Why does oil prolong the life of car parts?
Along with the friction of moving parts, the internal combustion engine generates a great deal of heat just from normal operation. It relies on thousands of explosions inside the cylinders and combustion chambers to generate power, and this means lots of carbon, acids, water vapor, and other byproducts of normal combustion.
The earliest engines didn’t have an oil pump to circulate oil to upper-end engine components like the camshaft, lifters, valves, and valvetrain. Instead, they used dippers on the crankshaft counterweights to sling oil upward and splash moving parts with oil (not unlike a lawn mower engine).
They also didn’t have oil filters until the 1940s, and detergent motor oils didn’t come along until the 50s. With these older engines, carbon buildup would become so severe by about 50,000 miles that they would have to be “de-coked.” For this procedure, a mechanic would fill the crankcase with a diluted oil/kerosene mixture and run it for a couple of minutes, in hopes that the kerosene would dislodge the carbon buildup so it could be flushed from the crankcase. Not surprisingly, this sometimes led to spun bearings and other engine damage! The combination of poor lubrication, carbon and poor machining with looser tolerances meant that most cars’ engines would need a complete rebuild by about 80,000 miles.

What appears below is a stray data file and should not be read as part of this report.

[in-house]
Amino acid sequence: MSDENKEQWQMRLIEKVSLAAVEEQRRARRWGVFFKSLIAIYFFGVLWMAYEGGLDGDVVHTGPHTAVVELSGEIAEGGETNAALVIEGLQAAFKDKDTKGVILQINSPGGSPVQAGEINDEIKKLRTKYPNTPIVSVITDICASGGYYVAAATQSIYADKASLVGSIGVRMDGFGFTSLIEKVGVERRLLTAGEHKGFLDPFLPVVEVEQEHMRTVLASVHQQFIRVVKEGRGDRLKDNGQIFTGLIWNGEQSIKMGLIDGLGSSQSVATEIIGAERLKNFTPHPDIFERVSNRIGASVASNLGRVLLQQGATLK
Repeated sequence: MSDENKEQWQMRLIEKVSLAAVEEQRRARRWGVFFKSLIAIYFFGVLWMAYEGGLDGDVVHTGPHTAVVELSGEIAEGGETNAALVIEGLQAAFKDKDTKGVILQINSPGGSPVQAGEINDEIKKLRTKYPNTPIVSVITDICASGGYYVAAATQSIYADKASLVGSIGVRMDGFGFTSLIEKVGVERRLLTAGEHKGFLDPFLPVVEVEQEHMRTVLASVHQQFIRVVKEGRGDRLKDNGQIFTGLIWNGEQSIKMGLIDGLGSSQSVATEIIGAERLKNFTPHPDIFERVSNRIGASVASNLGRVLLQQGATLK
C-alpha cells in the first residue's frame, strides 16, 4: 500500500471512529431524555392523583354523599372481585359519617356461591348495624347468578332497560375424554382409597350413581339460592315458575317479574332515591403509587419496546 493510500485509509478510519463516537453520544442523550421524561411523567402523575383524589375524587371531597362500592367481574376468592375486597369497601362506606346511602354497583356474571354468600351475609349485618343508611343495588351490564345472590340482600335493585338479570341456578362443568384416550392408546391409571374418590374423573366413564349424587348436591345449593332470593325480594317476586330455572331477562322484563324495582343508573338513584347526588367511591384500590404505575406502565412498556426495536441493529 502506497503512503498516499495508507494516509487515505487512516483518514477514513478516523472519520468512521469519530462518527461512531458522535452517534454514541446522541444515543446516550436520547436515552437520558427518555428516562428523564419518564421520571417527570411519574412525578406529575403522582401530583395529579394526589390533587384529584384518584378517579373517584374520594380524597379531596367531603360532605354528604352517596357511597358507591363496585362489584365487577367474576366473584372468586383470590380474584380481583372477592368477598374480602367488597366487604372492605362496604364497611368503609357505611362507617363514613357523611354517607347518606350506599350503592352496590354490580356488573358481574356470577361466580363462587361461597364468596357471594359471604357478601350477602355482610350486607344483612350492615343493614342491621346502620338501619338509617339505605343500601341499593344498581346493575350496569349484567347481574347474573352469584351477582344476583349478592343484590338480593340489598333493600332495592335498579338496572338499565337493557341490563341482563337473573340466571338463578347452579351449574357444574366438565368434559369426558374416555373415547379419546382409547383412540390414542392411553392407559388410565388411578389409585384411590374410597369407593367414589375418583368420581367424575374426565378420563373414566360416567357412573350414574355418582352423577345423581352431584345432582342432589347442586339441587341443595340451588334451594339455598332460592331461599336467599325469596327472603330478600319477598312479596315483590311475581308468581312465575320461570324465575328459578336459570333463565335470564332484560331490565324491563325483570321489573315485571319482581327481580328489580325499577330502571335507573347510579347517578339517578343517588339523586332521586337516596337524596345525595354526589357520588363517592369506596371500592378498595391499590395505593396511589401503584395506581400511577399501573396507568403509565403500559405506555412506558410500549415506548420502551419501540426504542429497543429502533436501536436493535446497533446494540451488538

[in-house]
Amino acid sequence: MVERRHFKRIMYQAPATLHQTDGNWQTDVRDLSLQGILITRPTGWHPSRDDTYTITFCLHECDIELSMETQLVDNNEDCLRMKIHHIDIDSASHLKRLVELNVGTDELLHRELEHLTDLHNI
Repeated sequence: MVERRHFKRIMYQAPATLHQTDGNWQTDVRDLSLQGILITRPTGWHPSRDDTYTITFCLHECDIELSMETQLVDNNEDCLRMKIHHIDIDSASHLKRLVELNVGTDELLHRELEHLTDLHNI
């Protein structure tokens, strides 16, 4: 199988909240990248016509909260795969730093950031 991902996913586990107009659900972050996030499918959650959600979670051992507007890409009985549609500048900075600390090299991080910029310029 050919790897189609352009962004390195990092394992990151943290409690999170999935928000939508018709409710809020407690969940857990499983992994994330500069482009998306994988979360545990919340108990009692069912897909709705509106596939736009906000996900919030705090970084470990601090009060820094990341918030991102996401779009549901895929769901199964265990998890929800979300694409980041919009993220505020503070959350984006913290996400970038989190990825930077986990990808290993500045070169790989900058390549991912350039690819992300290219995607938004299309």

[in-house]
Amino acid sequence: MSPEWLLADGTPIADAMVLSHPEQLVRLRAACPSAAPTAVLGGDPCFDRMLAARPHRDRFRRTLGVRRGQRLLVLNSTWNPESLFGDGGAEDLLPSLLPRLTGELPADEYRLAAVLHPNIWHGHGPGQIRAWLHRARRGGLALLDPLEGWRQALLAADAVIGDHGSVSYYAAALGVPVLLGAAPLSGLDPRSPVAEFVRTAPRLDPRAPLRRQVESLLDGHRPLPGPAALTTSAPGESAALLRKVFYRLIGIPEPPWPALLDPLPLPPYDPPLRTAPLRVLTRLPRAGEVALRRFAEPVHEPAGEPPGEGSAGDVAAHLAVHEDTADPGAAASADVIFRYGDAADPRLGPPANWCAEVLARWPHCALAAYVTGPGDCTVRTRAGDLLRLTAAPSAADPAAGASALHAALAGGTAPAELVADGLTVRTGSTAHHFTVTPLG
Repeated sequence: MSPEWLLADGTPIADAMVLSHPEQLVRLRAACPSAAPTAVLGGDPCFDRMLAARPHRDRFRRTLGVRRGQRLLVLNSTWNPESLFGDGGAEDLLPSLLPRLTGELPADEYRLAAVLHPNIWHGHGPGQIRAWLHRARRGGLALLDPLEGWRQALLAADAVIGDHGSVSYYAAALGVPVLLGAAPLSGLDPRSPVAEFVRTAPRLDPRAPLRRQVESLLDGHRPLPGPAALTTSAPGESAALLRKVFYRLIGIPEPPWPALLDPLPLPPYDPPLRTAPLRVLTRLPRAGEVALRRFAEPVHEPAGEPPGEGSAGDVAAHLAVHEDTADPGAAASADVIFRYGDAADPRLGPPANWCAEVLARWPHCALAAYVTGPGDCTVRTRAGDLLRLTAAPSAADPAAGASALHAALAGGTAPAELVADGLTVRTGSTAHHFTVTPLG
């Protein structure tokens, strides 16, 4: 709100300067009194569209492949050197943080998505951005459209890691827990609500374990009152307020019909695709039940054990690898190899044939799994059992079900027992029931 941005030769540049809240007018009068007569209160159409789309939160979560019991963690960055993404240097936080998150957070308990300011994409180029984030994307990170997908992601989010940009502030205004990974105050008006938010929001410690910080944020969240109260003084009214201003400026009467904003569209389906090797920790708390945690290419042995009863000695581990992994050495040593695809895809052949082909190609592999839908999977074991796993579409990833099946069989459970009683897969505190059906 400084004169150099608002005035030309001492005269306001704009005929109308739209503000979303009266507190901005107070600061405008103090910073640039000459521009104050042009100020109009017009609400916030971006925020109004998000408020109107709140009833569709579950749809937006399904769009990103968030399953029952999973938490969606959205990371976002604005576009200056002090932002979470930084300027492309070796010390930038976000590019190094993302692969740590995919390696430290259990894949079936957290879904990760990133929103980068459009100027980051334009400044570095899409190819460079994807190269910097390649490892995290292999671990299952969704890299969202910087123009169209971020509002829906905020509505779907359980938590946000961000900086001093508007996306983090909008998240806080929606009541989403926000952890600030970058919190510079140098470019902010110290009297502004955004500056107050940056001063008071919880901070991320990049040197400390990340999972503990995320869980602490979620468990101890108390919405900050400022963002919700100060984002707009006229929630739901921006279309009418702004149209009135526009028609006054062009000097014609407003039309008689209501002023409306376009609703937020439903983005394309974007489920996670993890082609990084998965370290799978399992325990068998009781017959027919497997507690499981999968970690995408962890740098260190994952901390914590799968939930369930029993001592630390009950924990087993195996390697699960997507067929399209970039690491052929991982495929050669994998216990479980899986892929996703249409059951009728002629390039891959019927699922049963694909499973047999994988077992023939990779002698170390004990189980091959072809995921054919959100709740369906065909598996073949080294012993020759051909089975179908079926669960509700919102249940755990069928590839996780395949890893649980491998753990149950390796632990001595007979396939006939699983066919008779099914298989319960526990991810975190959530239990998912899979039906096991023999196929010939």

Later formulations of motor oil included detergents, viscosity modifiers and dispersants that would suspend particles of carbon and tiny metal particles so they could be trapped in the paper pleats of the oil filter. Eventually, conventional mineral-based motor oils were replaced by synthetic blend or full-synthetic motor oils.